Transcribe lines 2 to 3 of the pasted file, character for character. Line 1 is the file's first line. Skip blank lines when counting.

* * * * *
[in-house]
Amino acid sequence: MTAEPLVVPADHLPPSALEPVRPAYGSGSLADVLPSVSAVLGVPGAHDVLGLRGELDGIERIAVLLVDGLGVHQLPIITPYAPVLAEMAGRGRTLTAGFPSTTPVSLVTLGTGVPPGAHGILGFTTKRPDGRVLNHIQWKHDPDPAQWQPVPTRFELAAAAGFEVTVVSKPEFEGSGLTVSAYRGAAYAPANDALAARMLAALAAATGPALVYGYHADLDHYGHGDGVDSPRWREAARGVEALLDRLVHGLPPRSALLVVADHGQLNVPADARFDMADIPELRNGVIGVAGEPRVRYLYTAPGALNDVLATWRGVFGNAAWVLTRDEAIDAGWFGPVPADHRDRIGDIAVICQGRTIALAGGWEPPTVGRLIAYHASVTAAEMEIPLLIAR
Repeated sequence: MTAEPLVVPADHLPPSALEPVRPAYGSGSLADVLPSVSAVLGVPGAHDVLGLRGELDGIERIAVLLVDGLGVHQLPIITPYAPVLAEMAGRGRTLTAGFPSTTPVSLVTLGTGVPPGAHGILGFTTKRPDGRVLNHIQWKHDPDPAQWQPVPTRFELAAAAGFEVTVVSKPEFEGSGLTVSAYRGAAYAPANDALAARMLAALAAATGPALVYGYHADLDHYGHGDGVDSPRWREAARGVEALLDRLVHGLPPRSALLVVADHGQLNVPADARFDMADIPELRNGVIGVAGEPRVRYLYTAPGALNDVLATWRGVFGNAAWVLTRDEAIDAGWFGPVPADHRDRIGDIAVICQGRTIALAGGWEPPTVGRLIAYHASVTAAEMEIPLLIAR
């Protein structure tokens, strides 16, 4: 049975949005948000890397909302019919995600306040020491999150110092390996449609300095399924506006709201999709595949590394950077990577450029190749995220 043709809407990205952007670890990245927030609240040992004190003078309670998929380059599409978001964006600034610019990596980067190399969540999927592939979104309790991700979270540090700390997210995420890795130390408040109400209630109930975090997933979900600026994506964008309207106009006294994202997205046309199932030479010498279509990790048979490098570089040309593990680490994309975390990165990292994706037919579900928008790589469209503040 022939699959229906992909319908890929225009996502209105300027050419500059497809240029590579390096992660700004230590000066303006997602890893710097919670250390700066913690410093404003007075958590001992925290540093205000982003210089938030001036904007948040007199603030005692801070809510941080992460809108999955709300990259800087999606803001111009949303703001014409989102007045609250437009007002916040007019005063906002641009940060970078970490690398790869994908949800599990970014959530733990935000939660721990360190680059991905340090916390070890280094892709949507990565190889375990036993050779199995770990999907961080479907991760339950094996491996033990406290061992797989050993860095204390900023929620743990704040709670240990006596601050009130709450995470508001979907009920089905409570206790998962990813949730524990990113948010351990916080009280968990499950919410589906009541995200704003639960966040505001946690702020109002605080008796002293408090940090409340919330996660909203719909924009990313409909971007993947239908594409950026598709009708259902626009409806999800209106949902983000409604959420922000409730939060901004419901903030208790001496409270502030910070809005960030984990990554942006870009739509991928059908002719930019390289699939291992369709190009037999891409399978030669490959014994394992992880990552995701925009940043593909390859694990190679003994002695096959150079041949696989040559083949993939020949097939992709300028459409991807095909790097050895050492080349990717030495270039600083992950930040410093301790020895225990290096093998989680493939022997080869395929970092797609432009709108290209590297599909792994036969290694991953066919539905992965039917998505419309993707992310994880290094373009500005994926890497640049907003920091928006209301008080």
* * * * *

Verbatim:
Amino acid sequence: MTAEPLVVPADHLPPSALEPVRPAYGSGSLADVLPSVSAVLGVPGAHDVLGLRGELDGIERIAVLLVDGLGVHQLPIITPYAPVLAEMAGRGRTLTAGFPSTTPVSLVTLGTGVPPGAHGILGFTTKRPDGRVLNHIQWKHDPDPAQWQPVPTRFELAAAAGFEVTVVSKPEFEGSGLTVSAYRGAAYAPANDALAARMLAALAAATGPALVYGYHADLDHYGHGDGVDSPRWREAARGVEALLDRLVHGLPPRSALLVVADHGQLNVPADARFDMADIPELRNGVIGVAGEPRVRYLYTAPGALNDVLATWRGVFGNAAWVLTRDEAIDAGWFGPVPADHRDRIGDIAVICQGRTIALAGGWEPPTVGRLIAYHASVTAAEMEIPLLIAR
Repeated sequence: MTAEPLVVPADHLPPSALEPVRPAYGSGSLADVLPSVSAVLGVPGAHDVLGLRGELDGIERIAVLLVDGLGVHQLPIITPYAPVLAEMAGRGRTLTAGFPSTTPVSLVTLGTGVPPGAHGILGFTTKRPDGRVLNHIQWKHDPDPAQWQPVPTRFELAAAAGFEVTVVSKPEFEGSGLTVSAYRGAAYAPANDALAARMLAALAAATGPALVYGYHADLDHYGHGDGVDSPRWREAARGVEALLDRLVHGLPPRSALLVVADHGQLNVPADARFDMADIPELRNGVIGVAGEPRVRYLYTAPGALNDVLATWRGVFGNAAWVLTRDEAIDAGWFGPVPADHRDRIGDIAVICQGRTIALAGGWEPPTVGRLIAYHASVTAAEMEIPLLIAR